biz ladiesLife & Business

Biz Ladies 2009: Marketing Ideas from Ivie Parker

by Grace Bonney

[today’s second biz ladies post comes from ivie parker of parker-sims interiors. in the coming weeks i’ll be posting a guide to blogging series- it was way too long for one post. my apologies for the delay, i just want to make sure i get it right before posting]

Within our current economy, many of us are re-thinking our business model and trying to brainstorm ways to attract new clients and prospects. When Grace emailed the announcements on her biz ladies section earlier this month, I immediately thought about sharing tips and ideas that we’ve incorporated as a small, relatively young (2.5 yrs) business that have been successful for us. I hope that these may be helpful for you also. All of these tips are a compilation of past work experience in client management for a southeastern Advertising/Marketing/PR agency, marketing/small business/pr industry research, and small business development experience.

CLICK HERE for the rest of Ivie’s post after the jump!

Define your positioning statement.

Who are you? What does your company offer? What makes you unique? How can you justify this? These are all questions that come to mind when forming a positioning statement. There are many exercises and templates to help you evaluate what this is specifically for your company, which I will include links to at the end of this article. Think about it this way, it’s like dating, if you don’t really know yourself, how is someone else going to get to know the real you? [That actually reminds me of a Tough Love episode I recently watched, sad to say, but the concept even applied there as well.] In order to sell your service, product or both, you must truly know your company to be successful in accomplishing this (where you are now, what your capabilities are/aren’t, where do you want your company to go). Once you have determined your positioning statement, use it to evaluate all marketing, sales, advertising, and pr efforts moving forward.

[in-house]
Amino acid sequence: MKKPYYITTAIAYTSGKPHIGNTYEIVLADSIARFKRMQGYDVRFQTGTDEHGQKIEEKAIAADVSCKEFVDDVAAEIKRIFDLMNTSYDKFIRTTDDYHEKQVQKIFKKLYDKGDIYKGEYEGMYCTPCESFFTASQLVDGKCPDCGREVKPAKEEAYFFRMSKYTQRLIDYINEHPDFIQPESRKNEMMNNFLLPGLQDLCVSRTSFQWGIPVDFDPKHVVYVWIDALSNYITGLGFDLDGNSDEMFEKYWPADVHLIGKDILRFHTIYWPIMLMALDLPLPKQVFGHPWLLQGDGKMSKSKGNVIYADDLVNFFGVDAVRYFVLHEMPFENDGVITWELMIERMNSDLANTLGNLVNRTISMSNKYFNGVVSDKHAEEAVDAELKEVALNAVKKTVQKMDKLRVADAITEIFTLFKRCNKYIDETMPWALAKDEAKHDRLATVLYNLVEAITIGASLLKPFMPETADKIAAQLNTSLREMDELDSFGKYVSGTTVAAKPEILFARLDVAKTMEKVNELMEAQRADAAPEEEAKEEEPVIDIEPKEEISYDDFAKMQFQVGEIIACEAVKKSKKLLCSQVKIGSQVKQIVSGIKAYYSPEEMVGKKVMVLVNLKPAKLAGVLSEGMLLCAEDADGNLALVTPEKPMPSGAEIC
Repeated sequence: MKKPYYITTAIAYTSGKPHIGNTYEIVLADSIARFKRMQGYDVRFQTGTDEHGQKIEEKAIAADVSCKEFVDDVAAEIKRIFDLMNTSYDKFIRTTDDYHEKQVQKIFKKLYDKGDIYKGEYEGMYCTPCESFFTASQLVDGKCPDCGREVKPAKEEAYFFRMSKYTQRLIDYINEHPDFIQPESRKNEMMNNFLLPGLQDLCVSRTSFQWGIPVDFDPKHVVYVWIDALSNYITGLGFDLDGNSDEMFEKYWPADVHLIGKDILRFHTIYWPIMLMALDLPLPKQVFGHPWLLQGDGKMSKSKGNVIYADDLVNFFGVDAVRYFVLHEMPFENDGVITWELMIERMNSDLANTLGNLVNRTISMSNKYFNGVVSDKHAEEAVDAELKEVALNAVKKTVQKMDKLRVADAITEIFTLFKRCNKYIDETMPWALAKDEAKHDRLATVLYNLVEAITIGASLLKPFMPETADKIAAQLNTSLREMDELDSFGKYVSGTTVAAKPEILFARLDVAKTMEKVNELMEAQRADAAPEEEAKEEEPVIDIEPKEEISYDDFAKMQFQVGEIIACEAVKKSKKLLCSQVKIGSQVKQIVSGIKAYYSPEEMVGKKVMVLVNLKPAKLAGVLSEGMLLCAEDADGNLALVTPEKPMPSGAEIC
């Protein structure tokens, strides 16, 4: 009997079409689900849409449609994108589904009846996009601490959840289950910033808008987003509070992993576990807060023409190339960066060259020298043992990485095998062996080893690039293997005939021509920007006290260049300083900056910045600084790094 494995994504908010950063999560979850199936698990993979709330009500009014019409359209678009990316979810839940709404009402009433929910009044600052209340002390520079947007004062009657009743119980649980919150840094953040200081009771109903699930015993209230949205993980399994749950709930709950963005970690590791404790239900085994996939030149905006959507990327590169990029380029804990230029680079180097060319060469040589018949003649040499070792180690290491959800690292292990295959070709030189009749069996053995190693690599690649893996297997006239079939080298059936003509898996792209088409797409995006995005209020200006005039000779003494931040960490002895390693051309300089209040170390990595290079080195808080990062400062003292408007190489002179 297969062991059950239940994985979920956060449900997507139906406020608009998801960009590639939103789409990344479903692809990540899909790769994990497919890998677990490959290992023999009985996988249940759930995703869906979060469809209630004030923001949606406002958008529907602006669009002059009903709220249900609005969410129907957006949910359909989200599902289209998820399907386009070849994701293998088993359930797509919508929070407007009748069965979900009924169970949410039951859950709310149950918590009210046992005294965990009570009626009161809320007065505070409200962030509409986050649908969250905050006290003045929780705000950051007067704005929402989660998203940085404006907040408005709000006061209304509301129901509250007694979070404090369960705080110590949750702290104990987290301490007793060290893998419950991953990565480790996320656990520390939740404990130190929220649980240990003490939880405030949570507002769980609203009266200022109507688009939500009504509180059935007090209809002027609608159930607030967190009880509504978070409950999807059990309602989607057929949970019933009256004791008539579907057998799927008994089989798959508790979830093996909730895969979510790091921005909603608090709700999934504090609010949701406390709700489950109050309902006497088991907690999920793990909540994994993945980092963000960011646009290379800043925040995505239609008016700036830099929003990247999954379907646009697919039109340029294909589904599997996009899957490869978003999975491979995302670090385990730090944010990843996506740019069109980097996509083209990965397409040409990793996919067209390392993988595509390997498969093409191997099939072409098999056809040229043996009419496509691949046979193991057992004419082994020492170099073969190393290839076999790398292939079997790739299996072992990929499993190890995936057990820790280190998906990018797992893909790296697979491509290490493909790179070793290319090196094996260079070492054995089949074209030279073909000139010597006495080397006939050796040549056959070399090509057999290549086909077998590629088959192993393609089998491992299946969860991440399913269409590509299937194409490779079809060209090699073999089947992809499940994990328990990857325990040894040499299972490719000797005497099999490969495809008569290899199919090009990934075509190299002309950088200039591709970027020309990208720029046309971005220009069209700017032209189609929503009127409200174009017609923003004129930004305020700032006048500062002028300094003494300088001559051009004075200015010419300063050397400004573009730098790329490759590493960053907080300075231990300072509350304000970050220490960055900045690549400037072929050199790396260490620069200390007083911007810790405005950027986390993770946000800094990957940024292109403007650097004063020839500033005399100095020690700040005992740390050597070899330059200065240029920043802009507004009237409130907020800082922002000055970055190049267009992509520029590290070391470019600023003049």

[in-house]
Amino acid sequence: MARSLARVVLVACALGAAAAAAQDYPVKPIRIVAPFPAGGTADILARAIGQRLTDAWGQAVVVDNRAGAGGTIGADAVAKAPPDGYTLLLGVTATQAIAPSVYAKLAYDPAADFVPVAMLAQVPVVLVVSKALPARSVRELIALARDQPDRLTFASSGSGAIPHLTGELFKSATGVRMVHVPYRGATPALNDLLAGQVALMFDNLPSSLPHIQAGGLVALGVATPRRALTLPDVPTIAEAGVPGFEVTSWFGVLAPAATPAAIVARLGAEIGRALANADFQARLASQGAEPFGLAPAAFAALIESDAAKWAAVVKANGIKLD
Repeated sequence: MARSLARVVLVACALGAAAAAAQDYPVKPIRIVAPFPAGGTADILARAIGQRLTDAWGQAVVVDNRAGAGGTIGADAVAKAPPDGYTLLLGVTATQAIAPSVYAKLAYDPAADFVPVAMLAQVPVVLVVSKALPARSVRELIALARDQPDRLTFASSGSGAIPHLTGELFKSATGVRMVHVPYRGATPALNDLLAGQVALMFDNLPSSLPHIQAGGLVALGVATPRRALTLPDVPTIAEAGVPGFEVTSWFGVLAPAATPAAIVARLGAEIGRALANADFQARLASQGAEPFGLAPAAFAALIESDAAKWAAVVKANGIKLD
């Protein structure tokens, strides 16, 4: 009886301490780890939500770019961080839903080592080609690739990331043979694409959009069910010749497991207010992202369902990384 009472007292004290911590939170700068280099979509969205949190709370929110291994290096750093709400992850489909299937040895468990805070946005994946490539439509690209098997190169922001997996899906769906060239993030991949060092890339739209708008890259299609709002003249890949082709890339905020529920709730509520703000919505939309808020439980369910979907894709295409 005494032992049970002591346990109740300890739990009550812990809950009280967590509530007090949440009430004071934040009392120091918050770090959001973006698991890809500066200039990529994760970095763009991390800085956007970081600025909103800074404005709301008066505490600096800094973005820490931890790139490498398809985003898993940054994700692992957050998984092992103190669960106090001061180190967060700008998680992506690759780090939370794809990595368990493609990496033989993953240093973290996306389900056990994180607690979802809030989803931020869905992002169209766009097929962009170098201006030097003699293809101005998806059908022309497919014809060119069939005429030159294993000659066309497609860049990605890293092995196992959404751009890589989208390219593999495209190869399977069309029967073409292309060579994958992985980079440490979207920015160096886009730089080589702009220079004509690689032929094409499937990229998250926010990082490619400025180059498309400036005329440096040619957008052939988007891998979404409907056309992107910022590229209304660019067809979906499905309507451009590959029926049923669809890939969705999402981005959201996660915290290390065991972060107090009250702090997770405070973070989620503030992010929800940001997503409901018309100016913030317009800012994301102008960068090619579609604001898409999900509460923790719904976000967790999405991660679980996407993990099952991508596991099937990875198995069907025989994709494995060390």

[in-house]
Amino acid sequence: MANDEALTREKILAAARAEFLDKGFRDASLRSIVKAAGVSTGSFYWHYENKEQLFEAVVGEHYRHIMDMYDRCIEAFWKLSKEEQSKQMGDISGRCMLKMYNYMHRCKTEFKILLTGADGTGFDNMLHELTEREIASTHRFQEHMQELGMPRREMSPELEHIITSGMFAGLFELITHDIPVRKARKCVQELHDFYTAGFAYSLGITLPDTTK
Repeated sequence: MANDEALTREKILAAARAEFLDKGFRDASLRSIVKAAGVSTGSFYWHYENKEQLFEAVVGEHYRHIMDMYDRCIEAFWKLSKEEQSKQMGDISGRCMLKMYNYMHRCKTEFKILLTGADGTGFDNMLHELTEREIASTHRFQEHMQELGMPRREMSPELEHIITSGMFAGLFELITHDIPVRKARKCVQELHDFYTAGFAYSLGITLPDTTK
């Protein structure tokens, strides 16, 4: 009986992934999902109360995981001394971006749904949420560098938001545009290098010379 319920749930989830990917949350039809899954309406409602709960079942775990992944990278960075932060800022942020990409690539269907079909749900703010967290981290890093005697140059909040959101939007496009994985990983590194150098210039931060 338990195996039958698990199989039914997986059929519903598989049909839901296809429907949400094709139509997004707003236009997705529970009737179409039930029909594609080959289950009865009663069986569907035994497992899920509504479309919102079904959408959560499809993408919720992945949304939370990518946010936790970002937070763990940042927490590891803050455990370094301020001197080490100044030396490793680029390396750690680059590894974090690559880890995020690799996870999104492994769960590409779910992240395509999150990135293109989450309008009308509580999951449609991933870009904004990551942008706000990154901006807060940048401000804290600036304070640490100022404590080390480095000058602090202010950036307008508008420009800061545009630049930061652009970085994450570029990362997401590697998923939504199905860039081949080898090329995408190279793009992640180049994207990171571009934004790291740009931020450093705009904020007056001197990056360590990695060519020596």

For example, if a local magazine approaches you for advertising, look at the magazine’s editorial content (is it editorial or advertorial on all of its advertisers?), its look, feel, and tone, and its current advertisers. Is this consistent with your positioning statement? If it’s consistent with and upholds your positioning statement, great. If not, hold onto your money and use it on a more targeted expenditure for your company. Another example relating to sales: Let’s say you are a designer, and you target real estate professionals for business referrals. Now, rather than a shotgun approach to this target market, which I would describe as contacting every real estate agency in your practicing area, I would suggest more of a “cherry-picking” effect. Again, go back to your positioning statement, and use that to evaluate which real estate firms would appeal to your same target and overall business objectives. Then, spend a bit more time in approaching these targeted companies rather than investing too much of your time in approaching the masses.